My Teaching Philosophy

This course has helped me to develop and refine my personal teaching philosophy, particularly as it relates to online teaching. My philosophy of teaching has been based on three fundamental components: clear expectations, integrated course design and active learning. This course has helped me support and develop these ideas, but has also encouraged me to add community and reflection to those fundamental components. In the relatively small classrooms, in which I teach, community has come about naturally and readily. In the online environment, this aspect, which is equally important as my previous components needs to be deliberately developed. I have also learned that by adding more metacognative experiences for the students is necessary for their growth as learners.

I believe that clear expectations are the cornerstone of any well designed course. Students that clearly understand what is required of them and the direction of the course can focus on learning the material, rather than navigating through the course. As Stewart (2008) states “clear rules and policies coupled with the incentive to become familiar with them, prompt instructor feedback via a variety of means, a sense of community, and a variety of lesson and assessment types are essential to student success in the online classroom.’ Clarity is important for all students, but particularly for non-traditional students and English Language Learners that already face additional barriers to success in online courses (Muilenburg and Berge 2005).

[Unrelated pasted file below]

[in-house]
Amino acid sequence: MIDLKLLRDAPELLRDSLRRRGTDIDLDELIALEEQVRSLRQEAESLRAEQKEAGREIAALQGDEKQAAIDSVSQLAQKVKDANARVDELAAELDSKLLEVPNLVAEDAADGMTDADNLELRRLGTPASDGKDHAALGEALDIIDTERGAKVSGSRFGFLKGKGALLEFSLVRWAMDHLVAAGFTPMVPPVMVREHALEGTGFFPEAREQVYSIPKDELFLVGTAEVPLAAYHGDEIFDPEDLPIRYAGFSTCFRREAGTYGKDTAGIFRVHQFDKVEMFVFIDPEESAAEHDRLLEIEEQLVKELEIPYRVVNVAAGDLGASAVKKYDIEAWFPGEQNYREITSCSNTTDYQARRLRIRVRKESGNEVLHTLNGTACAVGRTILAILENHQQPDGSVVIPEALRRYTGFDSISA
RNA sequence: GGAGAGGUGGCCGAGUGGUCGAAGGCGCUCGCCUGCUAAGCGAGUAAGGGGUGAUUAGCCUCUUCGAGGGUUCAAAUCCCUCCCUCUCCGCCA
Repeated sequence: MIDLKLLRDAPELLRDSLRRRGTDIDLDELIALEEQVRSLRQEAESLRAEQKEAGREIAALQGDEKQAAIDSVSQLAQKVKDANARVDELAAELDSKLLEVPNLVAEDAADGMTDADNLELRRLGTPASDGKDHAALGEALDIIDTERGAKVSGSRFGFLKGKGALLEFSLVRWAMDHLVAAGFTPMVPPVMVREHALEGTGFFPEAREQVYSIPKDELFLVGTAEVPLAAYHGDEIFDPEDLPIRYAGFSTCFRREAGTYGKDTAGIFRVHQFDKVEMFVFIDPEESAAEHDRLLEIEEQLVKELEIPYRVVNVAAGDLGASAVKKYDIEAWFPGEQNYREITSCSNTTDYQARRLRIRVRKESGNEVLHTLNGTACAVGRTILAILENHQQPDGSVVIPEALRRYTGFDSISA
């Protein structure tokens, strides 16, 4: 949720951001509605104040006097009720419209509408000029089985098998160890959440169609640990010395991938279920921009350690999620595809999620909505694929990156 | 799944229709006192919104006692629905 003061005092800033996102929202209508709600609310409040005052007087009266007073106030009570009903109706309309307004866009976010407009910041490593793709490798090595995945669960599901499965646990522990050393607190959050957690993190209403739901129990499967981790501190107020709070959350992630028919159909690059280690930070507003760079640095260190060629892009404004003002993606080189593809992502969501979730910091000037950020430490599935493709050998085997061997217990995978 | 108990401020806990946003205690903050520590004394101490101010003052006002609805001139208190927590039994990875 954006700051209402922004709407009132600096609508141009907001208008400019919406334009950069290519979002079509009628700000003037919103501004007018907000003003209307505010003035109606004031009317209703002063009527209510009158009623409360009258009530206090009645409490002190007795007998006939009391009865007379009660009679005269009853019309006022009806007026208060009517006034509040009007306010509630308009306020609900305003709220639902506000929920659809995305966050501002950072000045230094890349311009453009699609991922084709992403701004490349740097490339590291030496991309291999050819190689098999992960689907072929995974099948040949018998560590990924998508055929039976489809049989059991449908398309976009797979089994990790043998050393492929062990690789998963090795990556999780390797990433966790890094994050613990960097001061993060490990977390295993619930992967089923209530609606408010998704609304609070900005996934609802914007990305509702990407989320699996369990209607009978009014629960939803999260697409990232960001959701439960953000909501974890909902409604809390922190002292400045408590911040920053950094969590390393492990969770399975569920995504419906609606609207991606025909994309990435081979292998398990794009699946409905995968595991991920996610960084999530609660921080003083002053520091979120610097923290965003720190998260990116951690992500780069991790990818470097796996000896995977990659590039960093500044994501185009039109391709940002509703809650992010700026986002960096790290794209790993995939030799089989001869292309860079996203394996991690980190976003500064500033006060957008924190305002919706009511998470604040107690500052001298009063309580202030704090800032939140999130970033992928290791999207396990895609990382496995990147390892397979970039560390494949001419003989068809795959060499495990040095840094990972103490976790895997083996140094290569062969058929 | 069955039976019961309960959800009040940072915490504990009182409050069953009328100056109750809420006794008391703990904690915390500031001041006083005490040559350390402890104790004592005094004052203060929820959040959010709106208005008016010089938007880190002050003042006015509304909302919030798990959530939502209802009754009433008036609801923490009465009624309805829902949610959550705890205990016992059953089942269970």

Having clear expectations and policies requires thoughtful instructional design. I think that Backwards Design promotes thoughtful course design and helps me to create meaningful assessments and activities that lead to mastery of the final assessment (Wiggins and McTighe 2005). While a clear instructional design is the goal of my teaching, I believe that it should also have some level of built in flexibility, when topics need further development or revisiting. Flexibility should be built around frequent formative assessment so misunderstandings can be detected and clarified early on. Fink’s (2013) model of integrated course design suggests the three integrated components of learning goals, teaching and learning activities and feedback and assessment. His model allows for flexibility and proposes a model that is more cyclical than linear. This model focuses on learning and teaching as a continuously evolving process, much like the scientific method and adopts a “growth mindset’ rather than a “fixed mindset’ (Dweck 2013).